[O]n remand . . . the Federal Circuit was giving defendants another shot with other references, but as to Bridgestone and Eriksen, there's no gap there, right? They've essentially foreclosed this. Whether they intended to or not, I have to apply what they wrote, don't I?

J.A. 4048.

         In May 2016, following the hearing, the magistrate judge denied SSI's motion, noting that "the Federal Circuit has already considered and rejected obviousness in light of the combination of Eriksen and Bridgestone," J.A. 159, and that "[i]t said, without qualification and after specifically considering the same sections that Defendants point to now, that 'neither Bridgestone nor Eriksen teach[es] the use of an additional hose . . . cooperating with the tire, '" J.A. 160.

         The district court held a four-day trial in March 2017. The jury ultimately found claims 26, 28, and 31 of the '110 patent infringed and not invalid. J.A. 2040-42. TEK presented both lost profits and reasonable royalty damages theories. The jury awarded $2, 525, 482 in lost profits and $255, 388 in the form of a reasonable royalty for infringing sales for which TEK did not prove its entitlement to lost profits. J.A. 2045.

         Following trial, SSI moved for a new trial on damages (or remittitur) and for JMOL on damages, invalidity, and noninfringement. The district court denied SSI's motions for a new trial and for JMOL on invalidity and noninfringement. J.A. 4-5. As to SSI's motion for JMOL on damages, the district court denied the motion with respect to lost profits and granted it with respect to reasonable royalty. J.A. 5-6. The district court also granted TEK's motion for a permanent injunction. J.A. 8-9.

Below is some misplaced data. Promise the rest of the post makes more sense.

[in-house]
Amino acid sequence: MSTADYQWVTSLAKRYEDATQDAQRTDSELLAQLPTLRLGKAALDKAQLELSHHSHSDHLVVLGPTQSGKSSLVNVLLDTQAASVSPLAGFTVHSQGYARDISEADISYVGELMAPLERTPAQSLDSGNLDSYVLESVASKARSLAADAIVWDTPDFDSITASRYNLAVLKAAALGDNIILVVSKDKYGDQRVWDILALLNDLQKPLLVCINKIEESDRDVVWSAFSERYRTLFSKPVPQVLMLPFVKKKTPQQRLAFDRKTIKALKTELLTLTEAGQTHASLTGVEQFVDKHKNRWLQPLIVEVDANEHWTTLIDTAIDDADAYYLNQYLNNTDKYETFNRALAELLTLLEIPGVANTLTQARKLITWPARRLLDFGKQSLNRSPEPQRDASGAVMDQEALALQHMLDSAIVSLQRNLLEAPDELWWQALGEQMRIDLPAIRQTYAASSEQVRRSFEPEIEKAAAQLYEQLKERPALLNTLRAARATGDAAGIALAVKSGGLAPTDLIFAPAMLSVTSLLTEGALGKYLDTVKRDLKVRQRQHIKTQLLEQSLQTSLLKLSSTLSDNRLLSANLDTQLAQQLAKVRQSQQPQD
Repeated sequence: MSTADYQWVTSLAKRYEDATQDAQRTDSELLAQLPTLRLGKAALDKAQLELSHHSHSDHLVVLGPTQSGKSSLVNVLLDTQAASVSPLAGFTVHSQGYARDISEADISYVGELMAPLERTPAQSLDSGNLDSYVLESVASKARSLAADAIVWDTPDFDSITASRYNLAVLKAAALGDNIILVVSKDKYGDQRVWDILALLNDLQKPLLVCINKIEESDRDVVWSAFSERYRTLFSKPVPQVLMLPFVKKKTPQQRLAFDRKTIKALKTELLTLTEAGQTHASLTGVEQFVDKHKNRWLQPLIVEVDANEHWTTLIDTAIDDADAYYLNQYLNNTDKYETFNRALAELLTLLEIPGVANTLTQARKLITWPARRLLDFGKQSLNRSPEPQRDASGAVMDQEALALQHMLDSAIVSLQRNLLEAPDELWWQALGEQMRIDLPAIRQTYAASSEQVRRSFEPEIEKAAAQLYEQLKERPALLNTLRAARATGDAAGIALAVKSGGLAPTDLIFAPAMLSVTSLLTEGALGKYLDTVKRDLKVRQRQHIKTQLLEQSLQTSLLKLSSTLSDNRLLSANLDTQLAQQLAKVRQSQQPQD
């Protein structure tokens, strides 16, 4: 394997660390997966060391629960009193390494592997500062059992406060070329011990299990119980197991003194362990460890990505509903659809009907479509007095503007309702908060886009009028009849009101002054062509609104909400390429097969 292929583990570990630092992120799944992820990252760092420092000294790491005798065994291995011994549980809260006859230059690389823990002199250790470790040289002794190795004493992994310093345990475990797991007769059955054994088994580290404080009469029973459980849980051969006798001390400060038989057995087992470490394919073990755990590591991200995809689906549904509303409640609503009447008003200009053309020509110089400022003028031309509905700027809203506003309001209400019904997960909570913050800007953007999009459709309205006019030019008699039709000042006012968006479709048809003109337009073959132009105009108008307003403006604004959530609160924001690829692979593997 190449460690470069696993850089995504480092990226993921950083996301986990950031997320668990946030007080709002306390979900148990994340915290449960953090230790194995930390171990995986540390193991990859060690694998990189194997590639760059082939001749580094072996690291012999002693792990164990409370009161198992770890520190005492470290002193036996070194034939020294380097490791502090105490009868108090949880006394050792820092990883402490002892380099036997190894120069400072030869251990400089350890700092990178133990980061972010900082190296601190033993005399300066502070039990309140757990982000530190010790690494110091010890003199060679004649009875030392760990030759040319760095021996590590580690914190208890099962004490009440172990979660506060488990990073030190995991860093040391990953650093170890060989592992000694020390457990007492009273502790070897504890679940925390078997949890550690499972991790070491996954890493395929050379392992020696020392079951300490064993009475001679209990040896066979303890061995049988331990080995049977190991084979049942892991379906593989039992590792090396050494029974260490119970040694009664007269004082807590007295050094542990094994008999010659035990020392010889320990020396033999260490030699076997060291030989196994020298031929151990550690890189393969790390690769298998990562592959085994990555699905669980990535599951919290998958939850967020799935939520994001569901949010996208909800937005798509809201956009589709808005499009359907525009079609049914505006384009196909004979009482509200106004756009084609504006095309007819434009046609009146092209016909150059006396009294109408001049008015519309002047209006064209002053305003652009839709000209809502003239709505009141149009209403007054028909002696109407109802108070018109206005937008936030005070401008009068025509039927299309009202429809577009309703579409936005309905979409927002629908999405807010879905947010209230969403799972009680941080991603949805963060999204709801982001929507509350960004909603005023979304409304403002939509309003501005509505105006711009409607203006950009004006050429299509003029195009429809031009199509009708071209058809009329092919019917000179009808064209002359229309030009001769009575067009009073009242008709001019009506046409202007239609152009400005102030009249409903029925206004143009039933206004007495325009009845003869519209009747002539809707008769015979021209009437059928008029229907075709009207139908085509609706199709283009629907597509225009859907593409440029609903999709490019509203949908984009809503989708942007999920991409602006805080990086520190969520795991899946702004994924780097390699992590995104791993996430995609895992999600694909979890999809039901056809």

SSI timely appealed to this court. J.A. 3775. We have jurisdiction under 28 U.S.C. § 1295(a)(1).

         Discussion

I. Standards of Review

         Denial of post-trial motions for JMOL and new trial are not unique to patent law; thus, we review them under regional circuit law-here, the Ninth Circuit. See Wordtech Sys., Inc. v. Integrated Networks Sols., Inc., 609 F.3d 1308, 1312 (Fed. Cir. 2010). The Ninth Circuit reviews an order denying JMOL de novo. Wechsler v. Macke Int'l Trade, Inc., 486 F.3d 1286, 1290 (Fed. Cir. 2007) (applying Ninth Circuit law). The district court's JMOL determination therefore must be affirmed if substantial evidence supports the jury's verdict. See Revolution Eyewear, Inc. v. Aspex Eyewear, Inc., 563 F.3d 1358, 1370 (Fed. Cir. 2009) (applying Ninth Circuit law). "Substantial evidence is relevant evidence reasonable minds might accept as adequate to support the jury's conclusion, even if it is also possible to draw a contrary conclusion." Id.